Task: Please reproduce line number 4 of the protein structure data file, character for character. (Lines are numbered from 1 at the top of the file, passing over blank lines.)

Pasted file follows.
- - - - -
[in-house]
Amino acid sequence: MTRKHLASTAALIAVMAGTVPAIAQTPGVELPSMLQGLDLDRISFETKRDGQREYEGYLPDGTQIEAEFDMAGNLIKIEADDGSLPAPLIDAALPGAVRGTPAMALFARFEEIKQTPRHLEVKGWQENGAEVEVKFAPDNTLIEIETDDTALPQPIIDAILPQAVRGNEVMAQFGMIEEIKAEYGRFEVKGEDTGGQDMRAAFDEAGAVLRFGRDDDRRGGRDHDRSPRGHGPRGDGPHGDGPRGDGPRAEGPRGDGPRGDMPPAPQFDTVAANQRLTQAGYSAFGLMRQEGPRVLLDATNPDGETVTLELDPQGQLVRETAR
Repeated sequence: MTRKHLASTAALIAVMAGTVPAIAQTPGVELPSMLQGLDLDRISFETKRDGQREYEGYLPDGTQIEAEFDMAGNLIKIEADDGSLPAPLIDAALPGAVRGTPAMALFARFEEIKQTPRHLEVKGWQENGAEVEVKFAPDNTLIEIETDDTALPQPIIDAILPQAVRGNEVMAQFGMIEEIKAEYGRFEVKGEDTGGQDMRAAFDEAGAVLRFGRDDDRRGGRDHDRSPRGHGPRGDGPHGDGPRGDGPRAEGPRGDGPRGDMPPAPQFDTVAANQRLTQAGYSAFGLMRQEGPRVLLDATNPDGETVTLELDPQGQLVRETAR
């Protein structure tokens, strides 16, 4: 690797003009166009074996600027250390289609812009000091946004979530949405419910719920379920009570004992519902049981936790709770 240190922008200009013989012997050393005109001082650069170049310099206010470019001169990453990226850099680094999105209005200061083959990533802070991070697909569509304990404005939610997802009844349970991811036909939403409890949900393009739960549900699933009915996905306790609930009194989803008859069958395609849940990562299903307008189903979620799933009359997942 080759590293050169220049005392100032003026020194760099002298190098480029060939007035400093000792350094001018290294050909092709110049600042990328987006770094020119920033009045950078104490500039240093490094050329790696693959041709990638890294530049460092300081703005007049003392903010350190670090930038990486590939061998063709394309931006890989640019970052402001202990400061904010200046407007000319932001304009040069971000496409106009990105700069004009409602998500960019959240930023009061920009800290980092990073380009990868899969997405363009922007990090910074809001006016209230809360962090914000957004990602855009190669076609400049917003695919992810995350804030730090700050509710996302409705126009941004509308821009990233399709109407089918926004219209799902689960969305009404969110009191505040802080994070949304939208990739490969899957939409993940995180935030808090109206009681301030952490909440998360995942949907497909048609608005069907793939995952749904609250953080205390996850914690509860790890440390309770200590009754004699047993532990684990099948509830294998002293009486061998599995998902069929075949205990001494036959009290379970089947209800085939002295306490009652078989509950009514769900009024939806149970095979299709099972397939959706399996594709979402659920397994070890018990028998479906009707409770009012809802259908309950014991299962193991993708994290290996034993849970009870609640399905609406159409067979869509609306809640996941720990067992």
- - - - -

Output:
């Protein structure tokens, strides 16, 4: 690797003009166009074996600027250390289609812009000091946004979530949405419910719920379920009570004992519902049981936790709770 240190922008200009013989012997050393005109001082650069170049310099206010470019001169990453990226850099680094999105209005200061083959990533802070991070697909569509304990404005939610997802009844349970991811036909939403409890949900393009739960549900699933009915996905306790609930009194989803008859069958395609849940990562299903307008189903979620799933009359997942 080759590293050169220049005392100032003026020194760099002298190098480029060939007035400093000792350094001018290294050909092709110049600042990328987006770094020119920033009045950078104490500039240093490094050329790696693959041709990638890294530049460092300081703005007049003392903010350190670090930038990486590939061998063709394309931006890989640019970052402001202990400061904010200046407007000319932001304009040069971000496409106009990105700069004009409602998500960019959240930023009061920009800290980092990073380009990868899969997405363009922007990090910074809001006016209230809360962090914000957004990602855009190669076609400049917003695919992810995350804030730090700050509710996302409705126009941004509308821009990233399709109407089918926004219209799902689960969305009404969110009191505040802080994070949304939208990739490969899957939409993940995180935030808090109206009681301030952490909440998360995942949907497909048609608005069907793939995952749904609250953080205390996850914690509860790890440390309770200590009754004699047993532990684990099948509830294998002293009486061998599995998902069929075949205990001494036959009290379970089947209800085939002295306490009652078989509950009514769900009024939806149970095979299709099972397939959706399996594709979402659920397994070890018990028998479906009707409770009012809802259908309950014991299962193991993708994290290996034993849970009870609640399905609406159409067979869509609306809640996941720990067992």